There have been a number of deaths in my family this summer, sometimes expected, sometimes not.
My father was 94 years of age and he should have had a peaceful passing, but he unfortunately suffered the indignity of having a pacemaker fitted.
The absurdity of this contraption in the context of a man nearing 100 years old with a history of heart attacks and strokes was reinforced when a nurse looked pitifully at him and said: ‘He shouldn’t be here; he wants to die.’
Apart from that, as the old Methodists used to say, he had a good death.
But as I said, death has not been a stranger to the Harbinson family this year and it occurred to me, we in the so- called ‘developed’ world tend to have a poor attitude to and understanding of death.
It is, after all, life’s one great inevitability.
Celtic Christianity has quite an interesting view, and I was reading something John O’Donohue wrote in his wonderful little book: Anam Cara, Spiritual Wisdom from the Celtic World.
Imagine if you could talk to a baby in the womb, he suggests, and explain its unity with the mother, how the ‘cord of belonging’ gives it life.
What if you could tell the baby that this arrangement was about to end, that it will soon be expelled from the womb, pushed down a very narrow passage into a new world of what O’Donohue calls vacant open light?
Then you tell the unborn child that this life-giving cord that tied it to mother would be cut, it was going to be on its own ever after.
So, imagine if the baby could talk back, what would it say?
Surely it would tell you that it was afraid it would die.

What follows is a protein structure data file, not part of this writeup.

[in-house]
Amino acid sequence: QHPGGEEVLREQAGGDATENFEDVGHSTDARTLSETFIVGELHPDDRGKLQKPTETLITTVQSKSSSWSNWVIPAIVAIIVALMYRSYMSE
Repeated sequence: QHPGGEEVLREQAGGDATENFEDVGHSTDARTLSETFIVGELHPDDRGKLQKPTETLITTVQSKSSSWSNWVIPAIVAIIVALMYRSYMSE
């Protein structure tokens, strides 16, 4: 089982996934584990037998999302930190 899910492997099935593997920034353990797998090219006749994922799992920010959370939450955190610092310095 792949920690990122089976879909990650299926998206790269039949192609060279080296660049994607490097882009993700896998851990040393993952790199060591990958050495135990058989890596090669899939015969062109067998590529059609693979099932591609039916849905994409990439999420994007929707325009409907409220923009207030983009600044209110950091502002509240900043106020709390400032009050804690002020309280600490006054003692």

O’Donohue goes on to say that our difficulty with death is that like the baby, we can see death from only one side, those who die do not come back and so we cannot see the ‘other half of the circle’ that death opens.
In O’Donohue’s Celtic world death is often seen as a rebirth, the soul is set free in a new world where there is neither separation, nor pain nor tears.
He tells the story of a funeral he attended in which a family was laying to rest the body of a 26-year-old son.
A great wail arose from the siblings as the young man’s body was lowered into the grave, but the mother put her arms around her remaining children and said: ‘Let ye be not crying, because there is nothing of him in that box, only the covering that was on him in this life. His soul is free for the eternal.’
As I write I have in front of me an order of service that quotes the date of my friend’s death and adds, ‘Born to eternal life...’
I find that comforting and uplifting, for as Paul the apostle told the church in Thessalonica, ‘We do not sorrow as those who are without hope.’
Adam Harbinson welcomes comments from readers on his weekly Larne Times’ column.
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